Race relations are arguably worse now than they've been at any point during my lifetime. (This is not as controversial of an opinion as it might sound — even Jimmy Carter agrees.)

The problem is sweeping, and it afflicts partisans of all stripes. This weekend, the Washington Post's Dan Balz observed, "The discontent is real, whether economic, racial, or cultural. It knows no particular ideological boundaries. It currently disrupts both the Republican and Democratic parties." Meanwhile, The New York Times' Jonathan Martin and Maggie Haberman note that, "On the left, young black activists, furious about discrimination and inequities in criminal justice, say the usual rhetorical nods toward equality, incremental increases in funding for housing or education, and vague promises of change from mainstream political leaders are inadequate," and "on the right, by contrast, blue-collar conservatives have responded to Mr. Trump, who has given voice to their fears about what they see as America’s identity crisis."

Yes, as is so often true these days, it comes back to Donald Trump. Consider his surge in popularity — not in spite of his comments about Mexicans being rapists (some, he assumes, are good people), but arguably because of them. And on the left, how about that Netroots Nation meeting where Bernie Sanders — a civil rights activist — was shouted down, and where former Maryland Gov. Martin O'Malley was forced to apologize for daring to suggest that "all lives matter."

Of course, America's race relations issues have myriad causes, many of them centuries in the making. But today, an increasingly vocal contingent of people on both sides are very angry — and essentially preaching a message of exclusivity and separatism.

Let's begin with the white supremacists who have coined an ugly new term called "cuckservative" to skewer conservatives who are more interested in ideas and inclusion than tribalism. I've been on the forefront of pushing back against this term's usage — as has Erick Erickson and other mainstream conservatives. (The term, as you might have guessed, has both racial and sexual implications.)

This "cuckservative" explainer comes from a white nationalist website:

They are like a man who tries to appeal to a woman through acts of submission; they inspire not desire but disgust. Each new conservative surrender inspires only further contempt in the hearts of leftists, which of course encourages conservatives to capitulate even more eagerly the next time. And since the conservative base remains overwhelmingly white — this proves it is "racist" — there will always be a next time.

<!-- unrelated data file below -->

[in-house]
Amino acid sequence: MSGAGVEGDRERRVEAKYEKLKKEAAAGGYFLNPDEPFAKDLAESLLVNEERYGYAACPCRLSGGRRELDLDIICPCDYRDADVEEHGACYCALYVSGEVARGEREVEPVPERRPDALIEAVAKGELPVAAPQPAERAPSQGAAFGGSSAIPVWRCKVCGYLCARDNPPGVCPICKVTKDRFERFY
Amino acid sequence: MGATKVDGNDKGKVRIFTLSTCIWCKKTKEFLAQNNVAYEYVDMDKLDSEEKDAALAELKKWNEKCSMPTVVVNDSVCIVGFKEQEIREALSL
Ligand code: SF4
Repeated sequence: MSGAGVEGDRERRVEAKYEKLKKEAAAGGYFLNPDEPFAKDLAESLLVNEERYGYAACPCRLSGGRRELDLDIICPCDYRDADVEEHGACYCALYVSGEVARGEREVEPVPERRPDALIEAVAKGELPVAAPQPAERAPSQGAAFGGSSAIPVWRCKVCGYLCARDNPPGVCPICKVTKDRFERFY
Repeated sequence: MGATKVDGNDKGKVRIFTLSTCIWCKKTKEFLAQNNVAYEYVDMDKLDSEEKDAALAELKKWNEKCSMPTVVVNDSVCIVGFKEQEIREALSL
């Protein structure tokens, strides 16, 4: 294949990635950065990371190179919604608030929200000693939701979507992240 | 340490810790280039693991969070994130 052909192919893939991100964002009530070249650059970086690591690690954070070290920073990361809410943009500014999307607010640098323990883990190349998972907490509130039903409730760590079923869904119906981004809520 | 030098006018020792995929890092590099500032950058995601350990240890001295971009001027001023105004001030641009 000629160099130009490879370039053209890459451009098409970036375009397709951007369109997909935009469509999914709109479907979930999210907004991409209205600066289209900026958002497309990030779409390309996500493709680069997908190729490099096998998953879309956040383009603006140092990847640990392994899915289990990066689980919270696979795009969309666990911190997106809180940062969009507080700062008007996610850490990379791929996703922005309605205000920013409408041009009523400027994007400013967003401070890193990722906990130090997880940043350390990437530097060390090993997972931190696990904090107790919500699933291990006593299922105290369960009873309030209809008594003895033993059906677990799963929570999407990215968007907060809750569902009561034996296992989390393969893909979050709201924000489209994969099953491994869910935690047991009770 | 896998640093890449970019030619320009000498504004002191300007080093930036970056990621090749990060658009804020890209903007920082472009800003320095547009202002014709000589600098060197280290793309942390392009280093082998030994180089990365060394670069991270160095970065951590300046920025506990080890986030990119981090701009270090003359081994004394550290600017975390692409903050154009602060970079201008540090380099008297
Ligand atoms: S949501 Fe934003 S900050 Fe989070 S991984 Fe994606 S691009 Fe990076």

There's also the variety of cuckold who gets a thrill from watching another man mount his wife. Such a creature possesses the illusion of control. He can tell himself that he is directing this obscenity and thus remain, in some way, the dominant figure.

The "cuckservative" slur has gained prominence in recent weeks, as it has largely been deployed against conservatives (like yours truly) who would dare criticize Donald Trump for his rampant racism. Make no mistake: There is a real strain of racism on the far right, and Trump's surge seems to have emboldened them to scurry out of the shadows to skewer the vast majority of American conservatives who actually have compassion and humanity.

Meanwhile, the left is hardly blameless in its approach. (Take the strategy of "Black Lives Matter" protesters harassing white children at restaurants, for instance.) There are unsavory tactics and images being employed on both sides to tear us apart. The primary difference — and you may have already viscerally felt it after reading these examples in succession — is that many of the people fueling the problem on the left are operating under a more respectable veneer. They are often embraced by elite intellectuals.

Of course, there are plenty of mainstream conservatives pushing back against the far right, and likewise, there are African-Americans questioning the conventional wisdom of the "Black Lives Matter" movement. (I urge you to watch this conversation between Brown University Professor Glenn Loury and John McWhorter.)

But there is a difference: While Loury seems to be an exception, numerous mainstream conservative opinion leaders have been outspokenly critical of Trump, and have quickly sought to tamp down the "cuckservative" slur. Maybe you don't agree that the angry populism on the left is equivalent to what we're seeing on the right. But it's still there. What's missing is an equal effort on the left to call for comity. When Martin O'Malley is forced to apologize for declaring that all lives matter, you know things are bad.

The sad thing is that there are race-related issues, like criminal justice reform, that good people on both sides of the aisle should be working toward. But passing meaningful reform will require building a coalition. That means addition, not subtraction. That requires inclusion, not exclusion — which is essentially the opposite of what happens when you rally around a presidential candidate spouting racism, or burn another for daring to suggest that all lives matter.

We used to believe in a pluralistic society. This was a foundational American value embraced by mainstream conservatives and liberals, Republicans and Democrats. Today, that whole notion is being challenged by some increasingly loud voices on the left and the right. It's time for good men and women to stand up to this. We might not agree on the details of politics, but we ought to at least be able to agree that all lives matter.